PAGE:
Question about Campagnolo Chorus 10 Speed Short Cage Rear Derailleur Campy

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Campag Chorus medium cage rear mech with 13 - 29 cassette

I have a Campag Chorus medium cage rear mech (currently running a 13-26 cassette) but want the option of running a 13-29 to cope with severe hills. However, the jockey wheel fouls the 29t ring - is there any adjustment that will remedy this?

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That's a 16-tooth spread in the rear. The cage can handle 36 teeth of chain length change including the front. That means your highest and lowest chainrings should be within 20 teeth of each other, but I avoid those issues by being careful to find a straighter chain line than anything near a cross-chain, typically not venturing more than one cog past the center opposite the chainring I use. That way I can actually use a shorter chain, too.

Read up on the B-screw adjustment

Posted on Jun 07, 2010

Testimonial: "Didn't underste=and most of the solution - but thanks for pointing me to the B screw link."

  • David Dunn
    David Dunn Jun 09, 2010

    Capacity of a rear derailleur is how many links in total (or teeth) it can **** up the slack from. Long cages have greater capacity while short or medium cages have less. This means one has to carefully choose the gearing (front and rear) and how it's used so as not to a) be in a combination that lets the chain hang limp (small chainring and smaller cogs) or b) rip the rear derailleur off the bike (big chainring and larger cogs).

    Typically a compact crankset might have a 50/36 or -34 chainring combination (14 - 16 teeth difference) while your 13x29 cassette has a 16-tooth difference. The maximum total difference this example would yield is 30 or 32 teeth, each of which is well within the derailleur's capacity to manage the chain tension.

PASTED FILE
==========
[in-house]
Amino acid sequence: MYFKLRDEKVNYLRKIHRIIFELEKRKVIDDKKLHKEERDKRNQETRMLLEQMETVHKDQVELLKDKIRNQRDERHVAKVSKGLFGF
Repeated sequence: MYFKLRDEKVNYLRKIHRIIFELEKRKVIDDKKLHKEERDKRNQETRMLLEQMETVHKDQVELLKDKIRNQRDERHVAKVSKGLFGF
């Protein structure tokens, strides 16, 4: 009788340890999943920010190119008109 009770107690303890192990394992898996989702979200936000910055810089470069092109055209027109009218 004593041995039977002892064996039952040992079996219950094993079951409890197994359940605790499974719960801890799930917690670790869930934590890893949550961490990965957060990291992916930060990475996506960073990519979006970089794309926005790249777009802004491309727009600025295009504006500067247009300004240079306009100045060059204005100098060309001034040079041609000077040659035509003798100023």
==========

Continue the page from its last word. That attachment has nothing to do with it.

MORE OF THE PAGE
However, if you have a triple chainring crankset you may approach or exceed it. That's why I said you could make gearing choices while riding that would avoid using the cross-chained no-brainer extremes of large-large and small-small gearing; and it would result in a straighter chainline. Google a few of these terms and read up on shiftng effectively.



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The short cage would would up to a 28 tooth but it might be a bit sloppy. I would suggest moving up to the long cage to give yourself a bit more flexability as far as gear ratios is concerned in the rear.

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I have fitted a campag 13-29 cassetteBut now when out of the saddle my chain clicks,do i need to change my rear derailleur size.It is currently a short cage.

Hmm, only out of the saddle? What gear(s)? If only the 29 I'd say the equivalent of the "B-screw" needs adjustment first but if all gears click you probably just have a mismatch between aged chain and new gear teeth.

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I have a 9 speed 12-25 shimano tiagra cassette. I want a gear that is lower than 25 and want to keep the 25. Can I remove the 14 and add a 26 or 27

NO. It's prohibitively expensive to swap individual cogs on cassettes and the ends are fixed anyway.

Look at this picture

The largest 3 cogs are riveted together as are the next 2 cogs.

Cassettes can have up to 34-tooth low gears. 12x27 is a common size. Mountain bike sizing is next and it involves someothing more like 11x32 or 34.